Next, consider this segment of the client code:

const connect = () => {
    const connection = new signalR.HubConnectionBuilder()
                            .withUrl(`${getAPIBaseUrl()}/api`)
                            .build();

    connection.onclose(()  => {
        console.log('SignalR connection disconnected');
        setTimeout(() => connect(), 2000);
    });

    connection.on('updated', updatedStock => {
        const index = app.stocks.findIndex(s => s.id === updatedStock.id);
        app.stocks.splice(index, 1, updatedStock);
    });

    connection.start().then(() => {
        console.log("SignalR connection established");
    });
};

connect();

When the page loads, the connect function is called. In the body of the connect function, the first action is to use the SignalR SDK to create a connection by calling HubConnectionBuilder. The result is a SignalR connection to the server.

To gracefully recover after the server has timed out, the onclose handler reestablishes a connection two seconds after the connection has closed by calling connect again.

As the client receives messages from the server, it listens for messages via the on('updated',... syntax. Once an update is received, the following actions take place:

  • The changed stock is located in the array.
  • The old version is removed.
  • The new version is inserted at the same index position in the array.

Manipulating the array this way allows Vue to detect changes in the data and trigger animation effects to notify users of changes.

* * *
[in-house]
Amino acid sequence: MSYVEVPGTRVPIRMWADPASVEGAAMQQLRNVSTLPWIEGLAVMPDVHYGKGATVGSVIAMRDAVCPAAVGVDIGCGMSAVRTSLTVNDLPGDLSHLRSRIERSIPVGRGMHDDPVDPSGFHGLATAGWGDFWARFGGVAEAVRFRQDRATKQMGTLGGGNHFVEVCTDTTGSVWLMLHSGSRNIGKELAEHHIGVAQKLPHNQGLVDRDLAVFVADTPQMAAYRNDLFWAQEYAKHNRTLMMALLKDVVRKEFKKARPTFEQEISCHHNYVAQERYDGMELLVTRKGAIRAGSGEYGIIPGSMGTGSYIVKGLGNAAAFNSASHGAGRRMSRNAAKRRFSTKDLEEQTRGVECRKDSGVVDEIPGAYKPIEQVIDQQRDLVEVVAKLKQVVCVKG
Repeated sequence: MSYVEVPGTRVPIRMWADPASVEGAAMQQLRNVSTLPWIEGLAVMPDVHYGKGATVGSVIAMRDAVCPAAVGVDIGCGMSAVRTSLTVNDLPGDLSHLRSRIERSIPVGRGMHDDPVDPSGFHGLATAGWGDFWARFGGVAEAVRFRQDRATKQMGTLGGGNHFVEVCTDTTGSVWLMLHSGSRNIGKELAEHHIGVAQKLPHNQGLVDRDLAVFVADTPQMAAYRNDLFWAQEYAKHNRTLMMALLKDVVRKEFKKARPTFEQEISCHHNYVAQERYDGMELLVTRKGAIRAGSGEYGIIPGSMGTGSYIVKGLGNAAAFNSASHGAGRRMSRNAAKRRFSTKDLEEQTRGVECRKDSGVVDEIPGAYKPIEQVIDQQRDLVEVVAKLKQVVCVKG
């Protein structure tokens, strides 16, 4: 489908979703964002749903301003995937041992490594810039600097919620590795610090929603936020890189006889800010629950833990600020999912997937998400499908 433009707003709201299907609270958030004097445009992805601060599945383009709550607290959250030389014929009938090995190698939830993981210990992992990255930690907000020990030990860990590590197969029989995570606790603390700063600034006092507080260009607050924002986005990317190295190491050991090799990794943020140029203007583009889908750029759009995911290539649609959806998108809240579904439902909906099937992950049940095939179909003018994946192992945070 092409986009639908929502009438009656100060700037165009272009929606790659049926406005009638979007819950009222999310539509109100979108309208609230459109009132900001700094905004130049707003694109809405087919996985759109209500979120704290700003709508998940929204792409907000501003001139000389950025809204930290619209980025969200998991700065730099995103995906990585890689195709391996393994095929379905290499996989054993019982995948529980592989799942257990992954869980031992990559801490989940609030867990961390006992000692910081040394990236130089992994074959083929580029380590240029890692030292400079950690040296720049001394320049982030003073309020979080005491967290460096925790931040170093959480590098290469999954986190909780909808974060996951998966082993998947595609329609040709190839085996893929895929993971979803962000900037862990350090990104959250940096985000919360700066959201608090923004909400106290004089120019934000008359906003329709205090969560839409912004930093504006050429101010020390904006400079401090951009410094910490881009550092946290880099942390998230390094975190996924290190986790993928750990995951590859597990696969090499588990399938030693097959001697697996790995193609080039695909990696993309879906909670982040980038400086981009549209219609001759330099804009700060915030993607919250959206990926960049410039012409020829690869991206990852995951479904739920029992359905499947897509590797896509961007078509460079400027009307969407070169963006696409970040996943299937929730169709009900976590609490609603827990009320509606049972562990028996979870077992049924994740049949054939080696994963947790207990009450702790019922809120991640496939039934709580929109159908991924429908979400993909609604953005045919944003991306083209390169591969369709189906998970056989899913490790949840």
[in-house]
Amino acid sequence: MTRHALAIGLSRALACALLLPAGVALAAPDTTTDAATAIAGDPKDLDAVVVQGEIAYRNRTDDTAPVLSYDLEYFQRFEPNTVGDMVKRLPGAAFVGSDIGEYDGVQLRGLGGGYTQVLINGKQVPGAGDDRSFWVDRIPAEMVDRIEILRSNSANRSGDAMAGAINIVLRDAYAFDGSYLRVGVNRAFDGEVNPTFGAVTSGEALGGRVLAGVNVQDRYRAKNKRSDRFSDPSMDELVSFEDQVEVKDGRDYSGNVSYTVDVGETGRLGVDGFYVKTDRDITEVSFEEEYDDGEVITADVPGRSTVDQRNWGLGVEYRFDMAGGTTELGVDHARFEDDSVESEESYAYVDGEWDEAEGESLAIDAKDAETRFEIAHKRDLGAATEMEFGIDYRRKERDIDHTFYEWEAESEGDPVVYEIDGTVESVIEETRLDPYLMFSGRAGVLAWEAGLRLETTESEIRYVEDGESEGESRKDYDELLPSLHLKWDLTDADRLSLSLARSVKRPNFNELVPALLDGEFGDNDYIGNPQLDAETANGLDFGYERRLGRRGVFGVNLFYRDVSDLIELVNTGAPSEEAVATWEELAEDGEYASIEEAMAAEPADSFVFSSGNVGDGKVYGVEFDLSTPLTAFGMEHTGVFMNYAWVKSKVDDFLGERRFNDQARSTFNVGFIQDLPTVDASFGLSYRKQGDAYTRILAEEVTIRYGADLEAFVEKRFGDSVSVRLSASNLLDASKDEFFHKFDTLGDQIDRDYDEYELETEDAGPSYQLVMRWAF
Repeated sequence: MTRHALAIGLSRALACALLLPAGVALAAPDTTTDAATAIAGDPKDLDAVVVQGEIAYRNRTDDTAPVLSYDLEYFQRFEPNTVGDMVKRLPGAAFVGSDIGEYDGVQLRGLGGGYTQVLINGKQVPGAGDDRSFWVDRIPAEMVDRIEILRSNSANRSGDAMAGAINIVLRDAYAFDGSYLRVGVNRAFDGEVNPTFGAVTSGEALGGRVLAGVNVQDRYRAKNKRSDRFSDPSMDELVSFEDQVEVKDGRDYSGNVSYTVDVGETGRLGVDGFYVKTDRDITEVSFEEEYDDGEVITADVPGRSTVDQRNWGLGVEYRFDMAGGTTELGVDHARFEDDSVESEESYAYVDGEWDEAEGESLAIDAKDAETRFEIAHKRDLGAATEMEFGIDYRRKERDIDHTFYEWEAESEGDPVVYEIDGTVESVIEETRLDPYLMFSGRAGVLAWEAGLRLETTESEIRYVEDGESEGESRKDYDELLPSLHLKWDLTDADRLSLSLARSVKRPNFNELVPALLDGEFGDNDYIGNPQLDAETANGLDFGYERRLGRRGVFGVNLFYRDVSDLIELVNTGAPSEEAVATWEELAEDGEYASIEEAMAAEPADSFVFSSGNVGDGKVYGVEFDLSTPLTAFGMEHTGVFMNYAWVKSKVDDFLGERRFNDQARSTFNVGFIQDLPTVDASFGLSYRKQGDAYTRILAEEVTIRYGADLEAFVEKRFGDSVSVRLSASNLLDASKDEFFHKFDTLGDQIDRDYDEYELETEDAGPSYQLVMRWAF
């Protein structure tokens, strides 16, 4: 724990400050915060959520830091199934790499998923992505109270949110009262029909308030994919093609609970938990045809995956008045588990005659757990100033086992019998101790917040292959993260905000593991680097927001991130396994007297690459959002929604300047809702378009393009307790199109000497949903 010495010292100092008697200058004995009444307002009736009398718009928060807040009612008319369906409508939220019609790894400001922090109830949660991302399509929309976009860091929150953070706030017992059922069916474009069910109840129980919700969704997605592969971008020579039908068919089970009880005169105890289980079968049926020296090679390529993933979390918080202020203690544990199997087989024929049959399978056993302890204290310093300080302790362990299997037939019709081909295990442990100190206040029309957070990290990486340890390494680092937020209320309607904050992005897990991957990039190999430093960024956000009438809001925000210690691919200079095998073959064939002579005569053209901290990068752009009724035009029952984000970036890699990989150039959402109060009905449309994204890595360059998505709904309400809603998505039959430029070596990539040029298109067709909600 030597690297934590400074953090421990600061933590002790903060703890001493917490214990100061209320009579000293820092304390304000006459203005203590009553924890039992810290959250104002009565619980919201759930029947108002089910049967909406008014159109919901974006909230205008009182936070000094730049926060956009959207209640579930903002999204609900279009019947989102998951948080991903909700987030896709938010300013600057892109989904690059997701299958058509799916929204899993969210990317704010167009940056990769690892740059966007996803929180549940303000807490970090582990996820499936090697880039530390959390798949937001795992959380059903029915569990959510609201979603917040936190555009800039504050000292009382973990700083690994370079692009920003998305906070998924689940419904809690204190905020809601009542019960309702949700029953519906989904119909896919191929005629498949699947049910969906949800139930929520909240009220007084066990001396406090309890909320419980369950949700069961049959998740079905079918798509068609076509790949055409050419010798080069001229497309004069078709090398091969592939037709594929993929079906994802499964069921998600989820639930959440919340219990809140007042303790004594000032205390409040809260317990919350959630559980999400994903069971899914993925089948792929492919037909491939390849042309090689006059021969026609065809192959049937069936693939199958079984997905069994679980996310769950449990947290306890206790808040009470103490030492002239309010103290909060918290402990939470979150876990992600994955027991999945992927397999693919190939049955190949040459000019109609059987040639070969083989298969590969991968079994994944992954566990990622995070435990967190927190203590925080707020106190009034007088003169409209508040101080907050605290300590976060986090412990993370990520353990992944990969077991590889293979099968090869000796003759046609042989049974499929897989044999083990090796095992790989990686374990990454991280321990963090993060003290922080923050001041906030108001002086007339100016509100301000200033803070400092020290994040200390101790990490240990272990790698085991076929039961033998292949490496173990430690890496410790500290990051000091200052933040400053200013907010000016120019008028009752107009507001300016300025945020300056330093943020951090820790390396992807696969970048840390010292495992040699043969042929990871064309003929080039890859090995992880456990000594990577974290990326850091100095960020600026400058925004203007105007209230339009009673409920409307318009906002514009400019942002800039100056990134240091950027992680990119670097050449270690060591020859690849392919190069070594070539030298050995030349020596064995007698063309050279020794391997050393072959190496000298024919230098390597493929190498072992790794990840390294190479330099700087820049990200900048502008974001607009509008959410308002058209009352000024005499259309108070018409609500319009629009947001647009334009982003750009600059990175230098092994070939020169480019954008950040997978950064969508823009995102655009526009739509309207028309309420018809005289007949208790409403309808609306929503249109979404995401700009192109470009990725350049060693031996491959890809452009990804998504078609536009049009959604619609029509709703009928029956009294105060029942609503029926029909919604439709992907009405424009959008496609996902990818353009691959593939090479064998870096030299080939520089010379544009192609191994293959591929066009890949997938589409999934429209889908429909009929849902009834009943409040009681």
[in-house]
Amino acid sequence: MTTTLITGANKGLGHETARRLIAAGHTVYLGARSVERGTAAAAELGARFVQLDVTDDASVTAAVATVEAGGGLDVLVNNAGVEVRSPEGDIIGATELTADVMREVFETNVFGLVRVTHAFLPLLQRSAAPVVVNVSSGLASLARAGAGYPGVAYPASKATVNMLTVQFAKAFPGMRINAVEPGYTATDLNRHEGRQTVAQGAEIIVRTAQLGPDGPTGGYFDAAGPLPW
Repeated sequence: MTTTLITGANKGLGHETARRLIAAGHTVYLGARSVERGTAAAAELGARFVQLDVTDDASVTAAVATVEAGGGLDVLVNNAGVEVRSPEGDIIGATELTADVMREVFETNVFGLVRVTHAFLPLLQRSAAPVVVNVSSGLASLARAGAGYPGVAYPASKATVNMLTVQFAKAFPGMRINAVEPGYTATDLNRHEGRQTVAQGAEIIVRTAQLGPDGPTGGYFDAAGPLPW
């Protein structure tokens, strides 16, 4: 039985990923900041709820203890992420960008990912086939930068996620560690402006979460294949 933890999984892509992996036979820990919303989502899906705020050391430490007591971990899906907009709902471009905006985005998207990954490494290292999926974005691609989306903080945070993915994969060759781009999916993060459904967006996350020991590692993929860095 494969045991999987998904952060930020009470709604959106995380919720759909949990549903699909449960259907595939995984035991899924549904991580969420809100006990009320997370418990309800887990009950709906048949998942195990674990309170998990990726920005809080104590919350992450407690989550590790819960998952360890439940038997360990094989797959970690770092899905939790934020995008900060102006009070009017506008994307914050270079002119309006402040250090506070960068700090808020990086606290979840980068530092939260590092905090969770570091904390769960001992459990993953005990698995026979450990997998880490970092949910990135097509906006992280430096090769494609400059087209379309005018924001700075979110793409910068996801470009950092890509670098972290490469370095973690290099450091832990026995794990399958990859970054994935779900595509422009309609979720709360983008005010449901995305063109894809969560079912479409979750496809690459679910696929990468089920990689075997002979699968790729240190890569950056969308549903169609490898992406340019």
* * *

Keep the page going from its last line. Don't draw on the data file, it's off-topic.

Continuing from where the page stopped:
Run the application

Now you can see the new version of the app running locally.

Press F5 to start debugging the functions app.

Next, open a new terminal window in Visual Studio Code and run npm start:

npm start

The script automatically opens the browser and navigates to http://localhost:8080. If the browser fails to open automatically, you can navigate to http://localhost:8080 manually.

Observe automatic updates

Now you can change the application's data and observe how to the UI automatically updates.

  1. Arrange Visual Studio Code on one side of the screen and the web browser on the other. This way you can see the UI update as changes are made to the database.

  2. Return to Visual Studio Code and enter the following command in a new integrated terminal. Again, watch as the application automatically updates the stock ABC.

    npm run update-data
    

After the database is updated, the UI looks something like the following screenshot:

End state of serverless web app.

When you're done, stop the running processes:

  • To stop the web server, click the kill process (trash can icon) on the terminal window that is running the web server.

  • To stop the functions app, click the Stop button or press Shift + F5.